Metal Chest is a fun, short novel about the friendship that develops between a household robot and a rogue in a post apocalyptic world where neither fit in. Deacon is a Han Solo type, joking and conning his way through life. Silas, is his perfect straight man, making for a friendship that is unique and fun to watch develop. Their natural comic interplay brings a natural and very human feel to the hardship of their post apocalyptic world. The end may have come, but life goes on. The biggest weakness was simply how short the novel was. It was more of a novella, but enjoyable nonetheless.
4 / 5
I received a copy of Metal Chest from the publisher and Netgalley.com in exchange for an honest review.
CAN A ROBOT SURVIVE A POST-APOCALYPTIC WASTELAND?
A devastating war between man and machine has left the world in ruins. Silas, a timid household robot, is left to roa...
The idea of an antisocial synthetic being becoming involved in human issues, often against his better judgment is an appealing one. Rin, as he calls himself here, pretends to be an augmented human, but is in reality a rogue SecUnit - rogue because he doesn’t have an owner and follows his own agenda. While helping humans is far from his first priority - if it helps him attain his goals….
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Few things go as well together as robots and pulp noir, as Adam Christopher has repeatedly proven with his Raymond Electromatic novels. Christopher’s LA of the 1960s has all the glamour of Hollywood in its heyday and something extra - a robot detective turned hitman. Having a memory that starts from scratch every 24 hours is a weakness that just may turn out into a strength in Christopher’s newest novel - I Only Killed Him Once.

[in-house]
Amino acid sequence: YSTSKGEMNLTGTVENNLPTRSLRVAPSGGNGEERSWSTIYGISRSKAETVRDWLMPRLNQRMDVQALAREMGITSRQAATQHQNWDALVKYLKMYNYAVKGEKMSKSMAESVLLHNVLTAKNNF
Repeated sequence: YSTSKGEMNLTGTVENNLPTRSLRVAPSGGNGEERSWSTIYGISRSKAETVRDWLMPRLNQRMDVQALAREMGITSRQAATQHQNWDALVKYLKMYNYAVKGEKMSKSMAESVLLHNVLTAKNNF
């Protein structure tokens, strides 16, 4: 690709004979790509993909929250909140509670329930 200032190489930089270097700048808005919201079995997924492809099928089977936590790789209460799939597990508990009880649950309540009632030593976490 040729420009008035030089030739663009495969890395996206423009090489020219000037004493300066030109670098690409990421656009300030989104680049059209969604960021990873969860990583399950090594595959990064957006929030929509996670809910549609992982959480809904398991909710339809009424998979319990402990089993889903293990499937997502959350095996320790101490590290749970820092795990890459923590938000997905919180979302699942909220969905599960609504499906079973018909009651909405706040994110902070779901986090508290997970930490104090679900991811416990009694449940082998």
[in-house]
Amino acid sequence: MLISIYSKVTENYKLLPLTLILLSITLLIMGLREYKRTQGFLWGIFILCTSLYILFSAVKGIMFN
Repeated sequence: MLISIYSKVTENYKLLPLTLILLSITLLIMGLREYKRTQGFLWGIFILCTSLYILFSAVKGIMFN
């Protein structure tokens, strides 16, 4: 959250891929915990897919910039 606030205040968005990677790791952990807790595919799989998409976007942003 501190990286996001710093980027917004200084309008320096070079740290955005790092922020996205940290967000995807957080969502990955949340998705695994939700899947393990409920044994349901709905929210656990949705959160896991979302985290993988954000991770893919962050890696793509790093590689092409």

Ray rarely thinks twice about the assignments Ada gives him, but the man in black who shows up with an ominous warning has a hat that looks a lot like the one belonging to the man he killed the night before. And a handsome man in a loud suit addresses Ray as a colleague in a particular endeavor. Something odd is going on, and all Ray has to go on are the cryptic notes he’s written himself. Ada and his memory tapes...
Killing Is My Business A Novel
by Adam Christopher
Sci Fi & Fantasy
Pub Date 25 Jul 2017
Raymond Electromatic puts the hard in hard boiled. A robot with a gift for detection and a talent for eliminating obstacles, Ray is a standout in LA. In what might be his most difficult assignment, he’s tasked with killing of a mafia kingpin. But in this case, killing isn't enough. First he must get close and determine what he’s been planning. But Raymond has one weakness - his memory is wiped every day, so he only knows what he’s been told and maybe, just maybe his handler is keeping important information just out of reach.
Wow, noir and robots what an uncanny and unforgettable combination. It feels like a classic noir film merged with a 50’s scifi movie- absolutely captivating. The Raymond Electric novels are in a class by themselves, delightfully pulpy and eminently entertaining. This unique read is a far cry more satisfying than the vast...
I was intrigued by the description of RE*PRO*DUCT. Unfortunately the graphic novel itself was unappealing. First, I didn't care for the distorted illustrations. Along with the gratuitous cursing, it made the story feel unpleasant and disjointed. I expected a far more eloquent tale. Instead, RE*PRO*DUCT was more a jumble sale of ideas and possibilities, from robotic frat boys to robots as replacement for children. As a first volume RE*PRO*DUCT didn't have enough continuity or a strong enough plot to catch my interest and overcome my dislike of the art.
I received a copy of RE*PRO*DUCT from the publisher and netgalley.com in exchange for an honest review.
In the future, robots have been legally granted the right to life. Their intelligence is not artificial, and it may not be the best approximation of a persona...